How does the patenting process work?

The patent process is usually quite long, arduous, and can be costly.  There are three types of patents: utility, design, and plant.  Plant patents are the least common and those won't be discussed here.  Utility patents protect the utility of an invention, while a design patent protects the ornamental design of an invention, but not the utility.

As with both utility and design patent applications, they are filed with the USPTO.  Filing a  patent application requires substantial drafting, namely in the case of a utility patent, and detailed drawings, in both utility and design patents.  Once the USPTO receives the filing, they will review it.  The processing time for utility patents is typically much longer than those of design patents. 

When the USPTO reviews the patent application, they will usually send an office action.  This is called the patent prosecution.  The office action is a rejection of the application, in which you are given a deadline to provide clarification, additional information, amended drawings, etc., in order to try and make the application suitable for issue. 

Oftentimes, the patent prosecution for a design patent is relatively easy and perhaps even non-existent.  This is because a design patent is almost exclusively comprised of drawings, with very little else.  Many times this can be easily cured with simple changes to the drawings, and the design patent will be issued.

Patent prosecution for utility patents can be much more difficult and time intensive.  There can be, and many times are, multiple substantive office actions.  And sometimes the patent prosecution can be more costly than the initial utility drafting and filing, not to mention the prosecution can take a very long time.

One thing for clients to consider when hiring an attorney for patent drafting and filing is what exactly is being paid for and engaged for initially.  I charge a flat fee for patent drafting and filing, based on the invention's complexity, as do many patent practitioners, but that flat fee usually only covers the initial drafting and filing.  Any subsequent patent prosecution would need to be covered by a new engagement letter, which can and usually will be a year or two in the future in the case of utility patent applications.  At that time, the client may wish to hire a new attorney to assist in the patent prosecution, and they are free to do so.  Once an office action is received by the attorney, the client should be notified immediately and the parties can discuss how to proceed and whether the client wishes to retain the attorney for the prosecution, which may and usually does require additional attorney fees.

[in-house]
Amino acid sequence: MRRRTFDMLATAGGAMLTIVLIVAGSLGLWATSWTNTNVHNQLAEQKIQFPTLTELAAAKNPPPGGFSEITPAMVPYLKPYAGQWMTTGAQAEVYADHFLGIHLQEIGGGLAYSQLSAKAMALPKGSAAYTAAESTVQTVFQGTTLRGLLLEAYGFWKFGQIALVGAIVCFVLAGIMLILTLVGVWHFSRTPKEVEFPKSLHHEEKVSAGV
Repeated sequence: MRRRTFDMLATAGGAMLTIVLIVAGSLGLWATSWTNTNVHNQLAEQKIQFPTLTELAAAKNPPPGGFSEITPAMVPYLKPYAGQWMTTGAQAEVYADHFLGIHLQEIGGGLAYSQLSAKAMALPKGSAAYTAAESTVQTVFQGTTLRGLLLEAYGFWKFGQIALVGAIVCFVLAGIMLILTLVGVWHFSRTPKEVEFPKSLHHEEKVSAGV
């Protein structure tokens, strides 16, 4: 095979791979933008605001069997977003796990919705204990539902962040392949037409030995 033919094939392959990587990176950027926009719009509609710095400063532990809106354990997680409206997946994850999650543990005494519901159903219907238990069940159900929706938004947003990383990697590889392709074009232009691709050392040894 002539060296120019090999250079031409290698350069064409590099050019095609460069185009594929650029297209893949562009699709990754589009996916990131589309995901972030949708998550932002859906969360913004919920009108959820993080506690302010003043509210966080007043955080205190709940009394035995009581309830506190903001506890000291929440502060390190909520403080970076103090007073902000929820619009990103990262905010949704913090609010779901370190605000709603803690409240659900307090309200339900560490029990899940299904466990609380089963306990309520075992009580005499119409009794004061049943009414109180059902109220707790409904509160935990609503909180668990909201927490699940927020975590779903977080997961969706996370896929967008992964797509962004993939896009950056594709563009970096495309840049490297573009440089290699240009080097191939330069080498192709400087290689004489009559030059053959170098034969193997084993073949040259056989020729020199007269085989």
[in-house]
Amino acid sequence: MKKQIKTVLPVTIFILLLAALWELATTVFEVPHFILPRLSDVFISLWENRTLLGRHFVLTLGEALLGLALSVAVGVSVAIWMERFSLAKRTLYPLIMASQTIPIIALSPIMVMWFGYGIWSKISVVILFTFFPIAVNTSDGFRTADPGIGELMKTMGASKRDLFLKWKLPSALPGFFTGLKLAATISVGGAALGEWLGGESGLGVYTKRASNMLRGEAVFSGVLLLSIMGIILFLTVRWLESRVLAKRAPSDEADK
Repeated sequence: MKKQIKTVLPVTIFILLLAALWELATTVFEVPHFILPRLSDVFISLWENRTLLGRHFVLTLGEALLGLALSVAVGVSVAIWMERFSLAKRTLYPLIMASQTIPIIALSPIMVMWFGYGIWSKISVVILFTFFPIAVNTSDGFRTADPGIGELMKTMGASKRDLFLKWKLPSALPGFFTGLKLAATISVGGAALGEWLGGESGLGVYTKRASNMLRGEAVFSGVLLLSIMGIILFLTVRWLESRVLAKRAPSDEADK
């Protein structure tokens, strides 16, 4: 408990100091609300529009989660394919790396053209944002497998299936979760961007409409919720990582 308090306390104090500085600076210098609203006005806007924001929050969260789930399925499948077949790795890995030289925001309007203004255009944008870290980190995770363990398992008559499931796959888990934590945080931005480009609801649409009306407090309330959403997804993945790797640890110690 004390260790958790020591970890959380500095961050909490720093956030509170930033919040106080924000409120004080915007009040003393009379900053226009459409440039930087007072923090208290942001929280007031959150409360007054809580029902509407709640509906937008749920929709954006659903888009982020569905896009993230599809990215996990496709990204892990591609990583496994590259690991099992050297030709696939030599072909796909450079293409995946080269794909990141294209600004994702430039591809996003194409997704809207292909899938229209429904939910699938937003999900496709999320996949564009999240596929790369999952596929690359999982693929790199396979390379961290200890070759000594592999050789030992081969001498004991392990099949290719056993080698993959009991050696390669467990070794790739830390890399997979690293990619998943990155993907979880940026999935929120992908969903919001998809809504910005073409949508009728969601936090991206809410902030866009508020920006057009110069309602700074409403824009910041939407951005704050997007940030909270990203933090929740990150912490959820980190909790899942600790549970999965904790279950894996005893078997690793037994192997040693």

Once the patent prosecution is successfully completed to the USPTO's judgment, the patent will issue.  But, obviously, not responding to an office action adequately and timely will result in the abandonment to the patent application.

Patent prosecution is not to be taken lightly, and it needs to be factored in when considering whether you would like to file for a patent.  The cost and time required in seeing a patent through from filing to issue needs to be considered and understood by the client from the off-set, because the initial fee paid for an application may only be the beginning of the fees you are going to need to pay to see your patent ultimatmely issue.